Pierfranceso Gheradi_Massimo Bruno
Screen

De Agostini launches kids prodco

Starting with four live-action series and a multi-year output deal with ViacomCBS Italia, the studio is now looking for European animation co-producers.
May 12, 2020

Digital De Agostini, the TV production arm of Italian publisher De Agostini Editore, is launching the full-service prodco KidsMe to develop, produce and distribute children and family content.

The studio has signed a multi-year output deal with ViacomCBS Italia. It’s starting by developing four live-action sitcoms for kids, and is evaluating animated co-productions with European partners. KidsMe is focused on partnering with Italian and international producers to develop content that it can turn into a franchise.

Digital De Agostini’s managing director Pierfrancesco Gheradi (pictured left) will lead the new company as its president, alongside Massimo Bruno (pictured right), De Agostini Editore’s channel manager, who serves as the CEO. De Agostini’s head of acquisitions and property development, Brenda Maffuchi will work as the studio’s chief of co-productions, licensing and sales officer, and Alba Chiara Rondelli, the channel’s head of original productions, will serve as the prodco’s chief of originals officer.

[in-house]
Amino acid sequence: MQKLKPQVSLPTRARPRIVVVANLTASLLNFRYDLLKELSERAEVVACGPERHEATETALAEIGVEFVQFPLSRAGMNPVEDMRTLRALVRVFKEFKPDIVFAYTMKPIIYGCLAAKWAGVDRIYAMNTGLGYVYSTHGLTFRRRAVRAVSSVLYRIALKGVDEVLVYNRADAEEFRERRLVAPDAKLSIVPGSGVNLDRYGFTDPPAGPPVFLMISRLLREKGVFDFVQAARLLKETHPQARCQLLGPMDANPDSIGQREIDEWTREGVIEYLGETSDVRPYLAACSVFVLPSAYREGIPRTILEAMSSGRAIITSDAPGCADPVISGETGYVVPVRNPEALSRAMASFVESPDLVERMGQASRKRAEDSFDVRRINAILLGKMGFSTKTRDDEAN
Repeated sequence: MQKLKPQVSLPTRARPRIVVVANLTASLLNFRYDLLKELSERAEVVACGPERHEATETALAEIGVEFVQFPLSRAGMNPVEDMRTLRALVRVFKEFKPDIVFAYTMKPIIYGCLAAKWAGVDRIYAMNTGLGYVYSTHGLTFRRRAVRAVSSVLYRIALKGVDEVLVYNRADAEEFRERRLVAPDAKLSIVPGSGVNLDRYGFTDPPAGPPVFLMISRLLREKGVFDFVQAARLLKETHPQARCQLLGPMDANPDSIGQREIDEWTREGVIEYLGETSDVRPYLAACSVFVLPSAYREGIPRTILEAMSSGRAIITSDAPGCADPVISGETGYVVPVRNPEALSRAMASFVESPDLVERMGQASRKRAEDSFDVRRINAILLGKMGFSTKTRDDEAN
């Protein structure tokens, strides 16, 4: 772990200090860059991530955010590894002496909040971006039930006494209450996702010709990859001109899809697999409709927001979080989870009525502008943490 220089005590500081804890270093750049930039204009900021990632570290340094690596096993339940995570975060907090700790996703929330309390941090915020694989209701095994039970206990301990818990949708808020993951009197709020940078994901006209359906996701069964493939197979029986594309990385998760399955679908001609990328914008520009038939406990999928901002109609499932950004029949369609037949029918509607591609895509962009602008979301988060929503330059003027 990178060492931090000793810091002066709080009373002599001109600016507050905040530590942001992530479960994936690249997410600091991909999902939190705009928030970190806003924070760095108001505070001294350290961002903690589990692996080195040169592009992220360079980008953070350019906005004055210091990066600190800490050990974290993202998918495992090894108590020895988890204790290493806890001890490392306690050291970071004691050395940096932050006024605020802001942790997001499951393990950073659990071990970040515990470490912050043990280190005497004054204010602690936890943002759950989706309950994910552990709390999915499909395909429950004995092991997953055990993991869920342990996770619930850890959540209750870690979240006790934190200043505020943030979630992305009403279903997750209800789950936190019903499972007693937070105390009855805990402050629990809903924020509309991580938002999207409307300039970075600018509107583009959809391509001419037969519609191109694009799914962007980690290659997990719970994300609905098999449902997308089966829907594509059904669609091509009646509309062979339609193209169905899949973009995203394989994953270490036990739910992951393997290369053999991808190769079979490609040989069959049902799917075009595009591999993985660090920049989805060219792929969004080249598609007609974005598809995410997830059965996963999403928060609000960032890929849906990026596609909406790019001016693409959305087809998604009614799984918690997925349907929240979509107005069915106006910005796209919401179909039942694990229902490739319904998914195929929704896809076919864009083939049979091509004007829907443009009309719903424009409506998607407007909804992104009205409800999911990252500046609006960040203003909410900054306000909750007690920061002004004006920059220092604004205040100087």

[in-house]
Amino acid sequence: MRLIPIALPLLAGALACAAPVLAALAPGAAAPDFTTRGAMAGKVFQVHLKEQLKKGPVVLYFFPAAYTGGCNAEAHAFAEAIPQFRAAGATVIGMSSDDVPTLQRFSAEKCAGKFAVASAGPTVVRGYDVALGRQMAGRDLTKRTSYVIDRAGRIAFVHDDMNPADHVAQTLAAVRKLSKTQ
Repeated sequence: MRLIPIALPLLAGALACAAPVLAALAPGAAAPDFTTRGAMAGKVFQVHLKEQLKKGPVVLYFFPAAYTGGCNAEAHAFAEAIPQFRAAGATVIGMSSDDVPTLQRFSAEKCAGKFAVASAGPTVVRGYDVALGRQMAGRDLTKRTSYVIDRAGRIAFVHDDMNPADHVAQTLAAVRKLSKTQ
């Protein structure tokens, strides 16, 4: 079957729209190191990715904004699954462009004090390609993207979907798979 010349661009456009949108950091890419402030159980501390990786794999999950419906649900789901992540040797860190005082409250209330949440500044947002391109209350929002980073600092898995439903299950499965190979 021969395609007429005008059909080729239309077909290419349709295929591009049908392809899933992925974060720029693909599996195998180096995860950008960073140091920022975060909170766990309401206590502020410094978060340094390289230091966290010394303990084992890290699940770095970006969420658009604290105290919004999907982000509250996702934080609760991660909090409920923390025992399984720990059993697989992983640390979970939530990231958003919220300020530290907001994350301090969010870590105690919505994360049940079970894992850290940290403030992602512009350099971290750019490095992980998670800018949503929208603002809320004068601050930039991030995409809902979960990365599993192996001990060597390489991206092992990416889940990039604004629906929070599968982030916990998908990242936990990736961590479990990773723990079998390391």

The team behind KidsMe have experience producing and co-producing more than 1,500 hours of kids and family content, according to the company. For example, De Agostini Editore co-produced the animated adventure series Miraculous: Tales of Ladybug and Cat Noir with Zagtoon, Method Animation, Toei Animation and SAMG, as well as managed its licensing and merchandising business in Italy.

De Agostini also produced the live-action comedy New School (78 x 15-minutes) aimed at kids six- to 12-year-olds, and BBC snagged the global distribution rights for it last year, with an option for potential formats.

The studio is launching a tricky time as Italy is one of the hardest hit COVID-19 countries. At press time, Italy has more than 219,000 confirmed cases of the virus, and it’s led to more than 30,000 deaths, according to John Hopkins University. To support kids and families, and meet an increased demand for content, other Italian broadcaster Rai has been upping its children’s offerings and also rolling out educational information across social media channels.

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Online writer for Kidscreen. Have a story that's of interest to Kidscreen readers? Contact Ryan at rtuchow@brunico.com

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